The Adventures of Baron Munchausen (1988): Adventure / Comedy / Fantasy

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In times of war and reason, Baron Munchausen shows up to inspire with a story of a lifetime that bypasses reality and goes down the rabbit hole of evocative fantasy and mythical adventure.

From Constantinople to the moon, to the centre of the Earth, to the belly of the beast, and back, Baron Munchausen travels towards fabled worlds encountering heroes and deities. Nostalgia, love, dreams, childhood innocence and hope rise up through Munchausen’s escapades. A social commentary inspired by the Odyssey… delineated in a British aristocratic manner.

As one of my first cinematic experiences, Terry Gilliam makes me reminisce about my childhood years and the way I used to see the world. Where, like in the film, reality and imagination blend into one and shape a harmless world where even the abhorrent tragedy of war can be a lot easier to swallow and man’s cruelty be tolerable.

John Neville, Eric Idle, Sarah Polley, Jonathan Pryce, Uma Thurman, Robin Williams (unpaid and uncredited) and the rest of the cast shared Gilliam’s vision of a better world than ours and supported him to see it through as the unfathomably humongous production complications wouldn’t stop appearing.

But reality’s misfortunes were defeated by prevalent, mythical will that projected it eventually to the silver screen.

Sorry to Bother You (2018): Comedy / Fantasy / Sci-Fi

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In a parallel universe, in Oakland, a telemarketer goes from having nothing to having everything to losing it all over again when in reality he had it all, lost it, and then tries to gain it again.

Is it perplexed? So is the film… Before I write any review, I make sure not to read other reviews or critiques so I know for a fact that I am stating my point of view and my point of view alone. “Sorry to Bother You” is “Comedy”, is “Fantasy”, but it is not “Sci-Fi”. It looks like a fresh take on Charlie Kaufman’s way of thinking, topped up with Boots Riley’s unique approach. Before watching it, the range of comments I had heard spanned from “genius” to “moronic” and from “amazing” to “horrendous”. So, chances are that you will either love it or loathe it. Here’s what I think…

Cassius Green represents the number of times you have asked yourself “Why does no one see how wrong the world is”? At first, he sees it. Then he becomes part of it. And then he wakes up, gets out, and does something about it. Lakeith Stanfield is brilliant as Cassius who lives in a surrealistically psychedelic world, like ours, just more artistically – Kaufman-esque – portrayed. Well, in our world, Donald Trump is the President of the United States of America, a laughable joke from “The Simpsons” (1989), so not that much more…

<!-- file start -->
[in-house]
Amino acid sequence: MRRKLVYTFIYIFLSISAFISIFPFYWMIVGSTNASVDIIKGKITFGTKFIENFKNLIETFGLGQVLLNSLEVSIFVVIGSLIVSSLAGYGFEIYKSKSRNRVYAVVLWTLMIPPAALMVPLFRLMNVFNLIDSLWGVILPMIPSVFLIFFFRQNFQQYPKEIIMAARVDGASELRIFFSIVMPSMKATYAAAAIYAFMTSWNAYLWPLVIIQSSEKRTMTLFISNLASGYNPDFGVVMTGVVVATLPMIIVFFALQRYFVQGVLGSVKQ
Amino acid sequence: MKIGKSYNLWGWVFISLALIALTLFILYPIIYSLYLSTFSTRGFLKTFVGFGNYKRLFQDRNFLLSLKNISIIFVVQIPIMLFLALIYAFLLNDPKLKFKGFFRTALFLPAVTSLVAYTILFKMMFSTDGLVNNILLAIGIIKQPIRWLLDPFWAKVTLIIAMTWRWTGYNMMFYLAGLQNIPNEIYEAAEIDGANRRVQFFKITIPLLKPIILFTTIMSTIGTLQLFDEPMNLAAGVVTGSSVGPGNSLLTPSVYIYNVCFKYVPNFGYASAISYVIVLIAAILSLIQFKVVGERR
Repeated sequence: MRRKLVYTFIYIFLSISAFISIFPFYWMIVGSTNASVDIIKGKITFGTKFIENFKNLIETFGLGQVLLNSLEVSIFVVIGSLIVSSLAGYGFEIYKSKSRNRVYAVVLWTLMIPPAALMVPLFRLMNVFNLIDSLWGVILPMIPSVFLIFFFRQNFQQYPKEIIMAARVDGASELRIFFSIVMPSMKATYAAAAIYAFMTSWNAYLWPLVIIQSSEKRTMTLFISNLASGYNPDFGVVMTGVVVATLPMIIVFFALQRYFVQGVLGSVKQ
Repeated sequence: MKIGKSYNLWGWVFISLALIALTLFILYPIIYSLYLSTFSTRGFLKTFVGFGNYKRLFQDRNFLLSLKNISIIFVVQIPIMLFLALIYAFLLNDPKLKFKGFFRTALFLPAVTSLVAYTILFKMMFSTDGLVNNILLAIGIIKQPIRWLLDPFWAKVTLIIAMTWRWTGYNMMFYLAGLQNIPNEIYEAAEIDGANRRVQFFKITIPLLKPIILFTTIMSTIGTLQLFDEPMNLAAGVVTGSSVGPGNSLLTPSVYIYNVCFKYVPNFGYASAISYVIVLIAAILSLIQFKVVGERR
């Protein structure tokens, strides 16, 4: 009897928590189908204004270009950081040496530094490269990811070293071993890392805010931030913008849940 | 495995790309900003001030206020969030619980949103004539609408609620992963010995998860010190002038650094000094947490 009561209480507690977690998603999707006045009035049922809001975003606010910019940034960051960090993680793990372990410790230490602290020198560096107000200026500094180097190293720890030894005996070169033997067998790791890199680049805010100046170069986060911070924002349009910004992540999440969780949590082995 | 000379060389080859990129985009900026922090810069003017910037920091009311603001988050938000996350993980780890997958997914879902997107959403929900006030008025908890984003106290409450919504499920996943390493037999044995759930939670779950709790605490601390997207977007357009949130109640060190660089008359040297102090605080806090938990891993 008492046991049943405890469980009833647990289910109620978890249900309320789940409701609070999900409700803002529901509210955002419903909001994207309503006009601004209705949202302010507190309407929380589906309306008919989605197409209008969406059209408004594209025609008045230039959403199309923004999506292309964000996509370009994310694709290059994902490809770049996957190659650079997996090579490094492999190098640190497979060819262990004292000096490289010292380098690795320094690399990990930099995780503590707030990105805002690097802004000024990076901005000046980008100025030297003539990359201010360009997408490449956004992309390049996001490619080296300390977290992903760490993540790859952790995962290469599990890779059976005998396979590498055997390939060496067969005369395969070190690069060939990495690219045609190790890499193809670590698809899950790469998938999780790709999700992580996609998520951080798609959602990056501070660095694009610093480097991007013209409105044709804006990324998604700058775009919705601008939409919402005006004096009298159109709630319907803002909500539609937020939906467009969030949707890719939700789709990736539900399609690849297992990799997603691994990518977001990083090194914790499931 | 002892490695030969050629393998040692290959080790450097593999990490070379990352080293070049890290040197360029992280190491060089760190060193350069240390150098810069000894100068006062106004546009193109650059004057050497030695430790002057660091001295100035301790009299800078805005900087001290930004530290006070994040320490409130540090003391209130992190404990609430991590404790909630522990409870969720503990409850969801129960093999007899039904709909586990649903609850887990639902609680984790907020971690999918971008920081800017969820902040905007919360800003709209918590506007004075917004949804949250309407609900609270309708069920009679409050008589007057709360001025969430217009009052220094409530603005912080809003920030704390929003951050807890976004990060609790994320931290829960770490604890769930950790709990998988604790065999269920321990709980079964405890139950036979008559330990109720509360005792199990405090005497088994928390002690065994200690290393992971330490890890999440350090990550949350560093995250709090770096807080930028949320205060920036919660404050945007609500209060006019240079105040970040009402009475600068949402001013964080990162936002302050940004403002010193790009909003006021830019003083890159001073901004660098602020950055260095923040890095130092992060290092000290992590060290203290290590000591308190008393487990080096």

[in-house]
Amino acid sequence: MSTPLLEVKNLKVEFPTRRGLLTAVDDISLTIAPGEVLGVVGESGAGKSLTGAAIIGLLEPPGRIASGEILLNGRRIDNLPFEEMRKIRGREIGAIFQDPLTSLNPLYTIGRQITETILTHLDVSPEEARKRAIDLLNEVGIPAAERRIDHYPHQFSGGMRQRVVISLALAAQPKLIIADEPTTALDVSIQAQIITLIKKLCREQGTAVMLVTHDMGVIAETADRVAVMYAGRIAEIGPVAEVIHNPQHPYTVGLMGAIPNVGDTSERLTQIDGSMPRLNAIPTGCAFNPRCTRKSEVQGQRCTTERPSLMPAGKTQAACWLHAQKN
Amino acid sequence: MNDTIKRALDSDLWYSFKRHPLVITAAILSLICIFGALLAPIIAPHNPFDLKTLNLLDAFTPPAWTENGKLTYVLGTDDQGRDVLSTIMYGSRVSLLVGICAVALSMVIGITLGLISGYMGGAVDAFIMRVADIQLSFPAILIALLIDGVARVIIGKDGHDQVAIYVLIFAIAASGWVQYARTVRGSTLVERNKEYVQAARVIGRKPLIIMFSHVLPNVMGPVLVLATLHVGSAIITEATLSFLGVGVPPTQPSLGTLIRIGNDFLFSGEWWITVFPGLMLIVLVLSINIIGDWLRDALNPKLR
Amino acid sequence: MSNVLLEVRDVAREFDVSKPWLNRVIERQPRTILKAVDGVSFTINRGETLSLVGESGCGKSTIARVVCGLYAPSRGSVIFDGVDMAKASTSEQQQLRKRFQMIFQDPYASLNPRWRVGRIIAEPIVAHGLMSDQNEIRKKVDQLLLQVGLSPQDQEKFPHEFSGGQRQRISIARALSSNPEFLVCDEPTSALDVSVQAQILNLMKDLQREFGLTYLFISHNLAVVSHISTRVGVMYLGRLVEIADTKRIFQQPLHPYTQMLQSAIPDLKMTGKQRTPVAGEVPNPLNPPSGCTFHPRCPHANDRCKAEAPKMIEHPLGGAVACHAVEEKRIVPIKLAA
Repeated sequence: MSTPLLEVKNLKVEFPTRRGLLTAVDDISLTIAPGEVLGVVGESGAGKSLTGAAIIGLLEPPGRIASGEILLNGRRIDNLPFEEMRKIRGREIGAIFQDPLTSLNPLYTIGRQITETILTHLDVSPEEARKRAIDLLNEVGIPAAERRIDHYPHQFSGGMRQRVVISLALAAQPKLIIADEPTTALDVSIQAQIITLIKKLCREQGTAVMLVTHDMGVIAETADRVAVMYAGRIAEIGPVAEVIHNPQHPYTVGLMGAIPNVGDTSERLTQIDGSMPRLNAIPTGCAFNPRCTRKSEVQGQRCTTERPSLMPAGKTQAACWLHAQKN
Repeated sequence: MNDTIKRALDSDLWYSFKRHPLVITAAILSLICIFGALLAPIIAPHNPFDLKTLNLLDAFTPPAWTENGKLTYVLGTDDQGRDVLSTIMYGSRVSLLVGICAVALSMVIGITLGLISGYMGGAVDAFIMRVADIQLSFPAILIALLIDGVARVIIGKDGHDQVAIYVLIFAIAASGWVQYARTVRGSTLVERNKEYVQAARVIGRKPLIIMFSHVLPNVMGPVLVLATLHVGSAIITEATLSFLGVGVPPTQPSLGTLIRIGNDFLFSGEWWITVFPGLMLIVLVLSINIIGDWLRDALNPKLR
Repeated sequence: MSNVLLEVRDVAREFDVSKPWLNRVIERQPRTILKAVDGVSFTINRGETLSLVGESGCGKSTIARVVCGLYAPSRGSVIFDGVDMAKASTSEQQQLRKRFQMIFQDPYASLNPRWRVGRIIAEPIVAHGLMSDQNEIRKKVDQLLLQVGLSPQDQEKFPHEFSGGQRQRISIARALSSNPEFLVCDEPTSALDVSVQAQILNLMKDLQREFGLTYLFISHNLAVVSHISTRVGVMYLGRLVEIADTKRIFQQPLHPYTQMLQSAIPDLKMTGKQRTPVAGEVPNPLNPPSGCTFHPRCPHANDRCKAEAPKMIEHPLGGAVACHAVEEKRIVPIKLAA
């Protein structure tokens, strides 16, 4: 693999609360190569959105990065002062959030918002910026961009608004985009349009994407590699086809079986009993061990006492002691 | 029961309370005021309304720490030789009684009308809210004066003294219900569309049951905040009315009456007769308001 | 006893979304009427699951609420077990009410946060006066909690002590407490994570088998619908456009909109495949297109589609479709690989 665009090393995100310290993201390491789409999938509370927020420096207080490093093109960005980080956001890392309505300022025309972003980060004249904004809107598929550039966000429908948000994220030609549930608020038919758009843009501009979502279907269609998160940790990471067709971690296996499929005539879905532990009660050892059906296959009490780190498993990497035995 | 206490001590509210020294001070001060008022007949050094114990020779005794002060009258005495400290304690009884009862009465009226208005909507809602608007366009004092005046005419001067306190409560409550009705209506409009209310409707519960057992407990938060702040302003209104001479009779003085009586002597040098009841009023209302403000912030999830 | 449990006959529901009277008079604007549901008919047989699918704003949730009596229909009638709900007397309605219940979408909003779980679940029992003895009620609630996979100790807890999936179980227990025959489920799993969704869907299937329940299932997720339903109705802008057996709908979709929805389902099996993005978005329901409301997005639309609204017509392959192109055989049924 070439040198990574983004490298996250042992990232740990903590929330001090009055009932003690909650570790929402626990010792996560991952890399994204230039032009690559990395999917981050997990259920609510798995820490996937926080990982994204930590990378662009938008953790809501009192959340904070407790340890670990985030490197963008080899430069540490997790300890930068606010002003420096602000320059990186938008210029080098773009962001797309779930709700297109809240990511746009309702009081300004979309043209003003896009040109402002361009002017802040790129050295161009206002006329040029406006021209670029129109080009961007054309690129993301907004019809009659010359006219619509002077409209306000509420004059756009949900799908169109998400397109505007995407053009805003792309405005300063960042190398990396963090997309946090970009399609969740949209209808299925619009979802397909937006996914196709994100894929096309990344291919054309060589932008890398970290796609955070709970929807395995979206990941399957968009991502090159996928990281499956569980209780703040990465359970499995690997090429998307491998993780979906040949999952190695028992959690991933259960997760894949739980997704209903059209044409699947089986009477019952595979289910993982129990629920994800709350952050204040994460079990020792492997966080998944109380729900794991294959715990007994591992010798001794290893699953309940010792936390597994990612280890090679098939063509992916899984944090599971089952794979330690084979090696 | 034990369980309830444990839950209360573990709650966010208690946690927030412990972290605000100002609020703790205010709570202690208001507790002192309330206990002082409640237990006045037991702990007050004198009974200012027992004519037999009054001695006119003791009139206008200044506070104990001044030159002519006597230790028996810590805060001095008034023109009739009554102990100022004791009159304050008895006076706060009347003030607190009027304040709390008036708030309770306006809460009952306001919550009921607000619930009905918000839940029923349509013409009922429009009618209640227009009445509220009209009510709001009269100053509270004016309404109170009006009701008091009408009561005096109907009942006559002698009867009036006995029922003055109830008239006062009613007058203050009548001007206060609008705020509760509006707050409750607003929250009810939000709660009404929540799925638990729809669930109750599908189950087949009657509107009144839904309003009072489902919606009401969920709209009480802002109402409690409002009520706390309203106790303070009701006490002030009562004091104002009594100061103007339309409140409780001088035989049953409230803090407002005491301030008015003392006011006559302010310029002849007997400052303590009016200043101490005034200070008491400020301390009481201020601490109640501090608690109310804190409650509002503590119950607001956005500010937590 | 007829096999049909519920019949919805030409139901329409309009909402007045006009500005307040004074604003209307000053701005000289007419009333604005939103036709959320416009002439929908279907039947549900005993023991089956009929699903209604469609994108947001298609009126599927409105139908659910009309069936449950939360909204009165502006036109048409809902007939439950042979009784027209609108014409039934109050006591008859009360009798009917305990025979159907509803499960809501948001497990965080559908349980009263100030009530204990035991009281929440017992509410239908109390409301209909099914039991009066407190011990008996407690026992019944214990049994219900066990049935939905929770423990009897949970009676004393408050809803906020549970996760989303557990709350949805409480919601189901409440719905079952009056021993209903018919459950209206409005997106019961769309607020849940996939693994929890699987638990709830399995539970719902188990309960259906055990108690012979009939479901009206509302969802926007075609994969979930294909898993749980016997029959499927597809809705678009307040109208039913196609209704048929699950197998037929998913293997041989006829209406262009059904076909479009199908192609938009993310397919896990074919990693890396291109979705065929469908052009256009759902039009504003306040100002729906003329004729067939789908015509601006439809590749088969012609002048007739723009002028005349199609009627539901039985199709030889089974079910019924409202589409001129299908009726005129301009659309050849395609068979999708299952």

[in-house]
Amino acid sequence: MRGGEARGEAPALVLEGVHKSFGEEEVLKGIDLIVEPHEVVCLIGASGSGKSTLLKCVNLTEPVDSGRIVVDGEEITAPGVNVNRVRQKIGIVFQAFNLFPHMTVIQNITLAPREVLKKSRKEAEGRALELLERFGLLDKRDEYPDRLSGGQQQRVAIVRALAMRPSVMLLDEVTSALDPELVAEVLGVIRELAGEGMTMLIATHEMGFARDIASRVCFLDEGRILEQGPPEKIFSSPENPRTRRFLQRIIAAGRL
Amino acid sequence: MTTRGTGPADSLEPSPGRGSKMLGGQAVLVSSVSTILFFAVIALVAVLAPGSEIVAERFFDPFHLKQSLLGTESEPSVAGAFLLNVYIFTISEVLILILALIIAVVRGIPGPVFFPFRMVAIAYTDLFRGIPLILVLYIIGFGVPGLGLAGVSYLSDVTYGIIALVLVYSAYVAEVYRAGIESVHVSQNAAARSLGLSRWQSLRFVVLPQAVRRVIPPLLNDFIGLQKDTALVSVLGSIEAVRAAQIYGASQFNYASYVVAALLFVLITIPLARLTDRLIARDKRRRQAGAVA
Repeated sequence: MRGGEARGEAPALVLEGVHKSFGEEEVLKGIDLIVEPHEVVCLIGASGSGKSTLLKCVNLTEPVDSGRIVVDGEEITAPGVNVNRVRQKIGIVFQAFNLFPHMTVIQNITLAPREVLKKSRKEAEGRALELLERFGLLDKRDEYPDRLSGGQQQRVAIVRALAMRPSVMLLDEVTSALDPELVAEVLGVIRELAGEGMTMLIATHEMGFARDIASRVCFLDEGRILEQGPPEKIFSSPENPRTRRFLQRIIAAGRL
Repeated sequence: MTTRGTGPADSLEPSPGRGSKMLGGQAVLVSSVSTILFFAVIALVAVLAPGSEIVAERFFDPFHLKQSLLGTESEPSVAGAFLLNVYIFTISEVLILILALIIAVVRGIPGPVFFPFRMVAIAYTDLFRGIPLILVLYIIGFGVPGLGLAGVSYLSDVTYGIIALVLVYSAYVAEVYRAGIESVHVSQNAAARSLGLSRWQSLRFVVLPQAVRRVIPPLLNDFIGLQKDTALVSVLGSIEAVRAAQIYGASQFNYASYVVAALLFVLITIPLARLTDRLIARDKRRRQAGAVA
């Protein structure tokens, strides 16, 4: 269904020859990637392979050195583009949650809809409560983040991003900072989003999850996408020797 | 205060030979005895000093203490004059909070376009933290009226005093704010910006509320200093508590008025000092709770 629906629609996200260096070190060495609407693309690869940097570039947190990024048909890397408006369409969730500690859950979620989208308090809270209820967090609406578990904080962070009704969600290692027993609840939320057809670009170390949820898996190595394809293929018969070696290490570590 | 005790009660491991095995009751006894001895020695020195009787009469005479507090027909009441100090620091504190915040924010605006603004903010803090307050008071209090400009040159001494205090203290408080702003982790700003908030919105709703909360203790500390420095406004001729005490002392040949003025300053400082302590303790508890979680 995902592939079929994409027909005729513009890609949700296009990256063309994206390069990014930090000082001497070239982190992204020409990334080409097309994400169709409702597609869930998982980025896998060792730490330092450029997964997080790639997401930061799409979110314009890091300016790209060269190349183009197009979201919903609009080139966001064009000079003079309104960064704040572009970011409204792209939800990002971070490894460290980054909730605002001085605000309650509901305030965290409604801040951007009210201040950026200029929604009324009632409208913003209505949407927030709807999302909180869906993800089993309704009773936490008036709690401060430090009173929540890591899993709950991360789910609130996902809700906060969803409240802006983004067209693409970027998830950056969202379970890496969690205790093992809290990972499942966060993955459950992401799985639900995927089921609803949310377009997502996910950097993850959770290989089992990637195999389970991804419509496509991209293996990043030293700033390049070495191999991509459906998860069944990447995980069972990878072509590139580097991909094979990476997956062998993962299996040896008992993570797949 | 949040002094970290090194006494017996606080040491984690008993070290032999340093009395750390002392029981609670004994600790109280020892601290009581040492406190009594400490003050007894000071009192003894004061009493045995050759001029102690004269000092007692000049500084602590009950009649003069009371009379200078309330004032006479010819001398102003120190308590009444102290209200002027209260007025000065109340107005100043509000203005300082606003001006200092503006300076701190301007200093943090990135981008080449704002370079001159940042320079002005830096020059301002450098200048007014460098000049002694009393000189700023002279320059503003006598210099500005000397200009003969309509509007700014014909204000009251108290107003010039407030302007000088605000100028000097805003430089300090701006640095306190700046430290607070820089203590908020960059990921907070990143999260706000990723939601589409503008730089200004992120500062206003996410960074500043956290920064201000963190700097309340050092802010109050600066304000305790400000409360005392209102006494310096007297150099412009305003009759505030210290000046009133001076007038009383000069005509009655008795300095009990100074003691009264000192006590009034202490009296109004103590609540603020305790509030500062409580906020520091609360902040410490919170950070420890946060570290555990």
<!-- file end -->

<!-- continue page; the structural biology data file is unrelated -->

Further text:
Steve Lift (Armie Hammer) represents the system that feeds off greed. And our ambition to do something more with our lives, and become something better, and change that system, can fool even ourselves and become that very same greed that feeds it.

“Sorry to Bother You” parodies our world not because it wants to undermine it. Boots Riley comprehends the “If you want to tell people the truth, you’d better make them laugh or they’ll kill you” (George Bernard Shaw) mentality, and through a respectful, meaningful, and didactic parable, makes you laugh but also “see” how much work needs to be done so our world can be a tad more understood.

Last but not least, Detroit, who is none other than the one and only, breathtaking, and always dazzling woman and actress Tessa Thompson represents love. In a subtle and artistic form, she has always been the one to prevent us from going astray and make us become the people that we always hoped we would be.

Scrooged (1988): Comedy / Drama / Fantasy

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A cold-hearted, spiteful TV executive, hell-bent on ruining everyone’s Christmas around him is paid a visit by three ghosts on Christmas Eve.

A modern adaptation of Charles Dickens’ “A Christmas Carol”. Funny, emotional, didactic, “Scrooged” will make you laugh but also mist your eyes. You’ll love every second of it. Bill Murray goes over the top and exceeds everyone’s expectations. Karen Allen is a beauty and makes you smile every time she does. Alfre Woodard is amazing as always. Danny Elfman was, is, and always will be the master of Christmas scores. And last but not least, the incredibly versatile Richard Donner who orchestrates this brilliant film giving it the befitting, illustrious style it deserves. Shame that he and Murray didn’t work well together. A massive round of applause to all cast and crew for making this film a classic for us to enjoy to this very day and encourage us to… put a little love in our heart!